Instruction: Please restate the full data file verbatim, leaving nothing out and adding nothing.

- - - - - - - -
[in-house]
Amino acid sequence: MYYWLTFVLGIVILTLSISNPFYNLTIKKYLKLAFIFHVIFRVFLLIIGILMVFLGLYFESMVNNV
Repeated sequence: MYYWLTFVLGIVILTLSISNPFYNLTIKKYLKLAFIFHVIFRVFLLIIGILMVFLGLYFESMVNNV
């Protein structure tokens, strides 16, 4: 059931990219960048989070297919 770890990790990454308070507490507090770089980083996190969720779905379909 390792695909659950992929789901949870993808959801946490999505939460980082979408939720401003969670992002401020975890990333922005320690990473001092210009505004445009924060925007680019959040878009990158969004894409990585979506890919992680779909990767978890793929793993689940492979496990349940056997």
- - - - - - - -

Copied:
[in-house]
Amino acid sequence: MYYWLTFVLGIVILTLSISNPFYNLTIKKYLKLAFIFHVIFRVFLLIIGILMVFLGLYFESMVNNV
Repeated sequence: MYYWLTFVLGIVILTLSISNPFYNLTIKKYLKLAFIFHVIFRVFLLIIGILMVFLGLYFESMVNNV
């Protein structure tokens, strides 16, 4: 059931990219960048989070297919 770890990790990454308070507490507090770089980083996190969720779905379909 390792695909659950992929789901949870993808959801946490999505939460980082979408939720401003969670992002401020975890990333922005320690990473001092210009505004445009924060925007680019959040878009990158969004894409990585979506890919992680779909990767978890793929793993689940492979496990349940056997």